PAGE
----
Militants kidnap kids to stage chemical weapons attack in Syria's Idlib: Russia
Iran Press TV
Wed Sep 12, 2018 03:55PM
Russia's Defense Ministry says the foreign-backed Takfiri militants have abducted children from Syria's Aleppo to use them in a staged chemical weapons attack in Idlib to be blamed on the Syrian government.
On Wednesday, Syria's official news agency SANA quoted the defense ministry as saying that the terrorists kidnapped 22 children with their relatives from Aleppo countryside as well as a group of orphans to use them in a false-flag chemical attack.
The ministry added that the militants are planning to use toxic substances made of chlorine against civilians in Idlib.
Last week, Russia's military said terrorist groups, including Jabhat an-Nusra, and the Western-backed White Helmets "aid group", which stands accused of working with Takfiri militants, met in Idlib earlier this month to prepare the final scenarios for the false-flag chemical attack which will target the cities of Jisr ash-Shugur, Serakab, Taftanaz and Sarmin.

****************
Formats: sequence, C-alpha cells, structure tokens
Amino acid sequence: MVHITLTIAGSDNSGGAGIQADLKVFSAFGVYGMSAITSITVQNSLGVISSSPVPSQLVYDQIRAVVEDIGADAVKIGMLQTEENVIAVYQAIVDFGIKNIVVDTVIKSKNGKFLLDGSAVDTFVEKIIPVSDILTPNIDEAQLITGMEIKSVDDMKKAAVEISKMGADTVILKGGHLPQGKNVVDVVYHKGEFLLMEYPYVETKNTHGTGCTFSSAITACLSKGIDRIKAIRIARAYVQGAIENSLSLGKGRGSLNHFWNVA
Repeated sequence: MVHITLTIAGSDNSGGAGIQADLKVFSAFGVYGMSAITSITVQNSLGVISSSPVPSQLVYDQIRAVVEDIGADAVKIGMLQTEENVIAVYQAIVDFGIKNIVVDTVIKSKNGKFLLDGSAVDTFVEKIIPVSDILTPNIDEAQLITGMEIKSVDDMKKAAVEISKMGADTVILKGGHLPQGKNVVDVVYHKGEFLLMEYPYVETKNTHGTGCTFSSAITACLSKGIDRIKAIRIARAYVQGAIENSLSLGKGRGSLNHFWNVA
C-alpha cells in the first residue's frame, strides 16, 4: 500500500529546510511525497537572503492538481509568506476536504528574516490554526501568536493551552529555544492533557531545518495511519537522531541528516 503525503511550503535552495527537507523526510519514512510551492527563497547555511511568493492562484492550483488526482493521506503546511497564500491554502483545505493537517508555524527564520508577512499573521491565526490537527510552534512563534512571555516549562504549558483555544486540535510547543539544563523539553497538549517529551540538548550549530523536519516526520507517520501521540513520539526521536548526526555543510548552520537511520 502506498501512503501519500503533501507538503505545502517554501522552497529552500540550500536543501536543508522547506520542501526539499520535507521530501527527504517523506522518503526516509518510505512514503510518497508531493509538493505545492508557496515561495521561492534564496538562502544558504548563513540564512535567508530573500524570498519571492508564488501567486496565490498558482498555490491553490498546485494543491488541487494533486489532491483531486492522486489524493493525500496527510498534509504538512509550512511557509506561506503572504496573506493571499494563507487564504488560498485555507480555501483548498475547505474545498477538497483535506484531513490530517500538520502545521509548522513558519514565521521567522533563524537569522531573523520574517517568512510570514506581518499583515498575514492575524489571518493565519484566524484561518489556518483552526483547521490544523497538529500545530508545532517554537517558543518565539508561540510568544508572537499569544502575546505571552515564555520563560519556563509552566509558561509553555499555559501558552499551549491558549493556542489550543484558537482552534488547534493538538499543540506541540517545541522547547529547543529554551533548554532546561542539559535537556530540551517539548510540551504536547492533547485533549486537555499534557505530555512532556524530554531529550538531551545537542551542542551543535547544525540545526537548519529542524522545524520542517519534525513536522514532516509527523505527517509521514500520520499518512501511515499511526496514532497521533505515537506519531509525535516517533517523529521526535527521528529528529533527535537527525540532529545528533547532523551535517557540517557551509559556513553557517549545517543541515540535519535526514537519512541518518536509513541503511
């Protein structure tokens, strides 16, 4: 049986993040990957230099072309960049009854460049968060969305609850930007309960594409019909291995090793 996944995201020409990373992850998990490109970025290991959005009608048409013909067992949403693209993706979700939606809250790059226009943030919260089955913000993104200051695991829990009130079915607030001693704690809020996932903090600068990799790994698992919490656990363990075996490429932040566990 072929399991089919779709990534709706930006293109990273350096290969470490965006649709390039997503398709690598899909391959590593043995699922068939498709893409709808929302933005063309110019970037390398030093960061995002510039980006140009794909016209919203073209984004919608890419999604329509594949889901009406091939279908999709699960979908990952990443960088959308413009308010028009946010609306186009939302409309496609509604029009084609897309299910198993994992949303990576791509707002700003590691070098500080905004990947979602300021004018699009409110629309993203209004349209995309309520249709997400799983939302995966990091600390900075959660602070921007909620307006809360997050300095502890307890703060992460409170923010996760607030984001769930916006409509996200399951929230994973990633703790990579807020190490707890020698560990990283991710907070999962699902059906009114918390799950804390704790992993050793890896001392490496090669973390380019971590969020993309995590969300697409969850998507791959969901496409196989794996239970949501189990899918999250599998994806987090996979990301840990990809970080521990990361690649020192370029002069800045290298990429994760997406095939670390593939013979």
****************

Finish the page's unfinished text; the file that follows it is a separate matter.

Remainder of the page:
Syria's Ambassador to the UN Bashar Ja'afari earlier said that Damascus had already submitted information to the UN Security Council that a false-flag chemical attack in Idlib was being prepared by the terrorists. He said they sought to lay the blame on the Syrian government to provoke a Western attack.
Damascus and Moscow have warned that the US, along with Britain and France, is gearing up for a new military attack against Syria as the army prepares for the liberation of Idlib.
Syrian Foreign Minister Walid al-Muallem also said the United States was using internationally-banned chemical weapons to invent a pretext for a military campaign against his conflict-plagued Arab country.
Speaking in an exclusive interview with English-language al-Hayat magazine published on Tuesday, Muallem said it was not the first time that chemical attack claims had been used to justify an attack on Syria.
On April 14, the US, Britain and France launched a coordinated missile strike against sites and research facilities near Damascus and Homs with the purported goal of paralyzing the Syrian government's capability to produce chemicals.
The strike came one week after an alleged gas attack hit the Damascus suburb town of Douma, just as the Syrian army was about to win the battle against the militants there.
Syria surrendered its entire chemical stockpile in 2013 to a mission led by the Organization for the Prohibition of Chemical Weapons (OPCW) and the UN.
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